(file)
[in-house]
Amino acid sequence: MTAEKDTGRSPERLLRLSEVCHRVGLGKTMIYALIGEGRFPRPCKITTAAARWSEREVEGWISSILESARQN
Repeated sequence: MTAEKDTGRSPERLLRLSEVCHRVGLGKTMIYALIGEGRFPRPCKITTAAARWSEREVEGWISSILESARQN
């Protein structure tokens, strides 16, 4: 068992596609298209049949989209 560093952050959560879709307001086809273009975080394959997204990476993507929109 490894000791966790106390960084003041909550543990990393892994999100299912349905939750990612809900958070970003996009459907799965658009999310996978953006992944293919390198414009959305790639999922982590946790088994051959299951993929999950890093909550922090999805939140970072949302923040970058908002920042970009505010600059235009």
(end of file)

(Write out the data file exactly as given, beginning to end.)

[in-house]
Amino acid sequence: MTAEKDTGRSPERLLRLSEVCHRVGLGKTMIYALIGEGRFPRPCKITTAAARWSEREVEGWISSILESARQN
Repeated sequence: MTAEKDTGRSPERLLRLSEVCHRVGLGKTMIYALIGEGRFPRPCKITTAAARWSEREVEGWISSILESARQN
């Protein structure tokens, strides 16, 4: 068992596609298209049949989209 560093952050959560879709307001086809273009975080394959997204990476993507929109 490894000791966790106390960084003041909550543990990393892994999100299912349905939750990612809900958070970003996009459907799965658009999310996978953006992944293919390198414009959305790639999922982590946790088994051959299951993929999950890093909550922090999805939140970072949302923040970058908002920042970009505010600059235009």